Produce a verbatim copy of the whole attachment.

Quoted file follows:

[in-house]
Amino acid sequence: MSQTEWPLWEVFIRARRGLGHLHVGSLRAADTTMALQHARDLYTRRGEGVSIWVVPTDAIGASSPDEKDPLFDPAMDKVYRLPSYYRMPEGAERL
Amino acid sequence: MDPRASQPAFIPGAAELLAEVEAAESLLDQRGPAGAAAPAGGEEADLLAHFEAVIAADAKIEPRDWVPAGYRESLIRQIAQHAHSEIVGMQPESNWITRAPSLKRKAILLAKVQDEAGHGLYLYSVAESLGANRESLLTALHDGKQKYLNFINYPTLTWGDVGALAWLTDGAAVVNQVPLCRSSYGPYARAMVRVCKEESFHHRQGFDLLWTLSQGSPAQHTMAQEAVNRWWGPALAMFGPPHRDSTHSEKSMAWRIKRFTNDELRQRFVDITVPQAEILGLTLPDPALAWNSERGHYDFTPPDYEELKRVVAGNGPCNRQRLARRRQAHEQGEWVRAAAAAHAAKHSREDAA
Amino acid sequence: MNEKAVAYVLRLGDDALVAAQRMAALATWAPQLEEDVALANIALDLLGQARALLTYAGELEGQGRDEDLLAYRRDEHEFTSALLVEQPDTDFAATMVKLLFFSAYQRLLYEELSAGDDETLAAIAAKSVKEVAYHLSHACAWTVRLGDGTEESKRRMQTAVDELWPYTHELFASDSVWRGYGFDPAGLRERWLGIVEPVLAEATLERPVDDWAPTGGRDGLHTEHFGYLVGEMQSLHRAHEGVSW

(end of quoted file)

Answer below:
[in-house]
Amino acid sequence: MSQTEWPLWEVFIRARRGLGHLHVGSLRAADTTMALQHARDLYTRRGEGVSIWVVPTDAIGASSPDEKDPLFDPAMDKVYRLPSYYRMPEGAERL
Amino acid sequence: MDPRASQPAFIPGAAELLAEVEAAESLLDQRGPAGAAAPAGGEEADLLAHFEAVIAADAKIEPRDWVPAGYRESLIRQIAQHAHSEIVGMQPESNWITRAPSLKRKAILLAKVQDEAGHGLYLYSVAESLGANRESLLTALHDGKQKYLNFINYPTLTWGDVGALAWLTDGAAVVNQVPLCRSSYGPYARAMVRVCKEESFHHRQGFDLLWTLSQGSPAQHTMAQEAVNRWWGPALAMFGPPHRDSTHSEKSMAWRIKRFTNDELRQRFVDITVPQAEILGLTLPDPALAWNSERGHYDFTPPDYEELKRVVAGNGPCNRQRLARRRQAHEQGEWVRAAAAAHAAKHSREDAA
Amino acid sequence: MNEKAVAYVLRLGDDALVAAQRMAALATWAPQLEEDVALANIALDLLGQARALLTYAGELEGQGRDEDLLAYRRDEHEFTSALLVEQPDTDFAATMVKLLFFSAYQRLLYEELSAGDDETLAAIAAKSVKEVAYHLSHACAWTVRLGDGTEESKRRMQTAVDELWPYTHELFASDSVWRGYGFDPAGLRERWLGIVEPVLAEATLERPVDDWAPTGGRDGLHTEHFGYLVGEMQSLHRAHEGVSW